Consistent story among police is a red flag

TryingMyBestsquareThe April 8, 2016 Star Tribune had a front-page article “Memory’s fragility helps explain eyewitness conflicts,” and also a letter to the editor titled “Jamar Clark Case, Witness recollections may vary, but that doesn’t mean no truth.” Both the article and letter explained how it is normal for witnesses to view the same scene but see different things.

What both the article and the letter did not address is how all police officers when visiting the same scene see the same thing. This is not normal and goes against scientific research. Since the police are humans like the rest of us, they should also experience memory fragility and varying recollections within their ranks.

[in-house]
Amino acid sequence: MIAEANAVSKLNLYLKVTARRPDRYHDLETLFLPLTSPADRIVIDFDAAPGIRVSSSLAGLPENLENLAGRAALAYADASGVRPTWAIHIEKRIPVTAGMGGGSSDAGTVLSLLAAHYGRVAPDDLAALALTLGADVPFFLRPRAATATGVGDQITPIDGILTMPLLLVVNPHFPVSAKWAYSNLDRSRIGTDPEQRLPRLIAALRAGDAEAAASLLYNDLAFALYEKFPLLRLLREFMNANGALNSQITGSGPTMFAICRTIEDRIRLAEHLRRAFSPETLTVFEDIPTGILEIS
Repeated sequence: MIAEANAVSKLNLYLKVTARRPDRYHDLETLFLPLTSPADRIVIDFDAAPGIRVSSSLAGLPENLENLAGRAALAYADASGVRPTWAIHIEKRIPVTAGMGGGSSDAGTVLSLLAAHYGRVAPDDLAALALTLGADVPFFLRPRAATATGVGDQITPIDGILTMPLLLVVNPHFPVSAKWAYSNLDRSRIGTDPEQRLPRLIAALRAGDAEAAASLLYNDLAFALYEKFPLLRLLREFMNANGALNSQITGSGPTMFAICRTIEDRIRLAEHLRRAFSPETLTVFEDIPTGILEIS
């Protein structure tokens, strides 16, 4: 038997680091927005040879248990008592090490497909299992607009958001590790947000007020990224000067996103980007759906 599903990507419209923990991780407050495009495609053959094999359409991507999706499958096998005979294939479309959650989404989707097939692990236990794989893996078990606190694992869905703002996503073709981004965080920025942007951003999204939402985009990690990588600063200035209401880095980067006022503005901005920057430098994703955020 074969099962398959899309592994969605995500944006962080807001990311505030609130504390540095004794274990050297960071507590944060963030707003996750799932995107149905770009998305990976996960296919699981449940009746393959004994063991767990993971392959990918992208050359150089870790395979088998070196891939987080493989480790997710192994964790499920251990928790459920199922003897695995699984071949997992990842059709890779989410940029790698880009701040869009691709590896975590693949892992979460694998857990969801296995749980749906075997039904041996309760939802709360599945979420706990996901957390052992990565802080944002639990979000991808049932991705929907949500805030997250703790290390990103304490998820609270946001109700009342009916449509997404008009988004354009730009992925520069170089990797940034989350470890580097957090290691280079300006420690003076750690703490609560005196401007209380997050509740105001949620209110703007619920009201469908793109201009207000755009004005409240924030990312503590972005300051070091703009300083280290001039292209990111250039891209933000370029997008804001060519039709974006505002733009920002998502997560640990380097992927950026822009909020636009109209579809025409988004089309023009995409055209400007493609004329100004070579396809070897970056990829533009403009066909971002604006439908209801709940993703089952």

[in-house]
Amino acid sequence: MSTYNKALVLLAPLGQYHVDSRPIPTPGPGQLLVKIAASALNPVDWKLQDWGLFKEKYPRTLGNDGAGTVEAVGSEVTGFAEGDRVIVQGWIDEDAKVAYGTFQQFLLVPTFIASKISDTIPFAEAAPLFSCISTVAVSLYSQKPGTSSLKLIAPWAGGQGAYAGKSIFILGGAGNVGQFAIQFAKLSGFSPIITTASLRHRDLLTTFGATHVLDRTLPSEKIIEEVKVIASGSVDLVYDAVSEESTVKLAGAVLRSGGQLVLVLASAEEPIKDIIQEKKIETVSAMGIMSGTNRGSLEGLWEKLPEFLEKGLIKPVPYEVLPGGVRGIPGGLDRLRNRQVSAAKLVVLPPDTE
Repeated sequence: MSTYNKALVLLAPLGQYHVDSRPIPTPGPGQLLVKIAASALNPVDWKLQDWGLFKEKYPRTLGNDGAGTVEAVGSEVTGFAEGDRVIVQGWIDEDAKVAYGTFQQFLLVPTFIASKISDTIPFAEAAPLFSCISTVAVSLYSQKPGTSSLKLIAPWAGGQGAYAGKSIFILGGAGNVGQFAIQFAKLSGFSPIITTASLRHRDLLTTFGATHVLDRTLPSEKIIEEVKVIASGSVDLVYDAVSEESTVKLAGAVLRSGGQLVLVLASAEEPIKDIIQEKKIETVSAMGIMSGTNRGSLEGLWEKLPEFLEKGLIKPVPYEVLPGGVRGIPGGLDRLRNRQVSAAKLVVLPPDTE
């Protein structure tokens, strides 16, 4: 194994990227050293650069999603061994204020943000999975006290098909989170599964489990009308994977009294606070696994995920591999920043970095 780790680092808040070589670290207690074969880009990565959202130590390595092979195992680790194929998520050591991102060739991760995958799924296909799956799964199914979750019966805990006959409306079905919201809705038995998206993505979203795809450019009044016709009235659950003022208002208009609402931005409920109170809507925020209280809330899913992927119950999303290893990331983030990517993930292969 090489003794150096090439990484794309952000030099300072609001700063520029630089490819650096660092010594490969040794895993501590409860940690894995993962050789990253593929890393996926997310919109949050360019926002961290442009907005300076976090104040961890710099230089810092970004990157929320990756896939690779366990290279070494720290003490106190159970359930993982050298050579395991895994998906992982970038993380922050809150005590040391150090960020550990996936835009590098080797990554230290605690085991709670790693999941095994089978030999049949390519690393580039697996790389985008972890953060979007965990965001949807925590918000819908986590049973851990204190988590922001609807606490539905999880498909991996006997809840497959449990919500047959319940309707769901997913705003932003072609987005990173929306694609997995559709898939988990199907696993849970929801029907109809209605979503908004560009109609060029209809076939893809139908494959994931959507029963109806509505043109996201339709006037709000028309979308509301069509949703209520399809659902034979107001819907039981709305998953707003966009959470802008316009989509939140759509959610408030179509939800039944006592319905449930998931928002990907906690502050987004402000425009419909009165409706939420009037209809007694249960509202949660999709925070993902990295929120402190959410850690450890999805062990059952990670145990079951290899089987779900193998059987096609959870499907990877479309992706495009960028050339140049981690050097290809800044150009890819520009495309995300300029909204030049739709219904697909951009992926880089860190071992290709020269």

Yet, that does not happen. All police officers always have the same story. This is not natural and should raise a red flag for someone like Hennepin County Attorney Mike Freeman.

The BCA report states that “they can’t say for sure one way or the other whose DNA is on the gun, either Ringgenberg’s or Clark’s.” What is the stuff they always talk about that sets people free — oh yeah, “beyond a reasonable doubt.” The DNA evidence is no truth serum.

What Freeman does and the Star Tribune goes along with, is deliberately cook the evidence. He knew what the BCA report said. He twisted it to get the results he wanted. He should be held accountable for lying. He did not have transparency; he showed how he came up with his lies.

A Black man was again framed by the police. The public seeing how he was framed and having no problem with it, shows the fight is going to be a long one.


Frank Erickson lives in Minneapolis.